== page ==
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The .20mm is especially applicable to overhead cam engines where essentially the cam or cams would be bent when everything is fully torqued, if the head warped say .15mm and then the gasket surface was machined flat again the cam journals etc still have that .15mm error over their length, as you can imagine NO runout is really acceptable for longevity let alone anything over .20mm.
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Old 09-02-19
disco stu disco stu is online now
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That is a good point, thanks
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  #7  
Old 09-02-19
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There are ways to deal with that, just as shaving the head alters the relative position of crankshaft to camshaft, which affects cam timing and the slack to be taken out of the timing chain / belt by the tensioner. The more you shave, the bigger the impacts.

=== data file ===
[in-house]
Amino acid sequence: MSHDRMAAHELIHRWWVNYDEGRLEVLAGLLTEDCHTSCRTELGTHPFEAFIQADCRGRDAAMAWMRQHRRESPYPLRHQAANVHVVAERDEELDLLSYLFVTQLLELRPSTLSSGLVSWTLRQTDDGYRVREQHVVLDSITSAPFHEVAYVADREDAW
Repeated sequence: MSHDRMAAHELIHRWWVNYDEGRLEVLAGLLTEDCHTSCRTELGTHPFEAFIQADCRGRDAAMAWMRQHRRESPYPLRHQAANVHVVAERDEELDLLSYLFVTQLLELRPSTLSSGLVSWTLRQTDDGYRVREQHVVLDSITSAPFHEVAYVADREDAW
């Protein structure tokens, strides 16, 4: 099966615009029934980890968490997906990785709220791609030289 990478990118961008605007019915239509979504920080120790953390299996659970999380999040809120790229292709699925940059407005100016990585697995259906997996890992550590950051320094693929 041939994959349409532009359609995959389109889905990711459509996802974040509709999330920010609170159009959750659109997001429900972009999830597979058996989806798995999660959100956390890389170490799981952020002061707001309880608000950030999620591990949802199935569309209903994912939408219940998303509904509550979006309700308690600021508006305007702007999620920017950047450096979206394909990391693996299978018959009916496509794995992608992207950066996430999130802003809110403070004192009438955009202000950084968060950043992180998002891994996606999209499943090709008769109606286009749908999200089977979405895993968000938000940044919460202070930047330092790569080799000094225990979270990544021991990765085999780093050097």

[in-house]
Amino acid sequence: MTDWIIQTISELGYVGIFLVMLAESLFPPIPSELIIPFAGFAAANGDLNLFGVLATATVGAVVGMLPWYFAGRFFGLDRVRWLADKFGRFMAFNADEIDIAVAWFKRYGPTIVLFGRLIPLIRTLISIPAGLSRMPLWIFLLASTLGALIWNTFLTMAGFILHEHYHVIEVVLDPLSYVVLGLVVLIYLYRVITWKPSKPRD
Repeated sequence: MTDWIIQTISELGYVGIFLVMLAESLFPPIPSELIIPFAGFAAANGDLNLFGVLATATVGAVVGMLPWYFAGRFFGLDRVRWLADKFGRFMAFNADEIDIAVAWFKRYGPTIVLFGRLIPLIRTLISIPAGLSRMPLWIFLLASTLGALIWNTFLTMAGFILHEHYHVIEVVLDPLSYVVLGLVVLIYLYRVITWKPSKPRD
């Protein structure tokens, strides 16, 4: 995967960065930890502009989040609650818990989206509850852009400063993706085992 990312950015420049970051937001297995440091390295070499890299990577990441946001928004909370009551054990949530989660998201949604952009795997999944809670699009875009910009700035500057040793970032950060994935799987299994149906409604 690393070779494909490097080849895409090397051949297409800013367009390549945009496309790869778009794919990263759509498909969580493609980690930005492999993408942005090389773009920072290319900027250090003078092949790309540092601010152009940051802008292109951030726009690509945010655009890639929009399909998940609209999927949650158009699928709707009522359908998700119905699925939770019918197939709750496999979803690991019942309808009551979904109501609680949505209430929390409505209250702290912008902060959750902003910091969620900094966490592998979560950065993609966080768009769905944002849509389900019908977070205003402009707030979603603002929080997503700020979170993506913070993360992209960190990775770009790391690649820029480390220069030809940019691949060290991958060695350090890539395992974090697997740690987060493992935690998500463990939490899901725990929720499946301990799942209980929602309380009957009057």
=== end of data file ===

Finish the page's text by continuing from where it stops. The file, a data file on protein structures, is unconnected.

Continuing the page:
It can all be managed - if you know that it needs to be managed. It's only those who don't know about these issues that have problems with them.
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Old 09-02-19
stumagoo stumagoo is offline
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personally if I was in your position I would go the $400 engine - as long as it has not been overheated... the money you spend in the engine purchase should be saved by not having to deal with warped heads and you have in theory a better starting platform to build your replacement engine from.
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  #9  
Old 10-02-19
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I would go the $400 running one - it’s only $300 more and you will likely spend more than $300 on machining, etc trying to get the cheaper motor up to spec.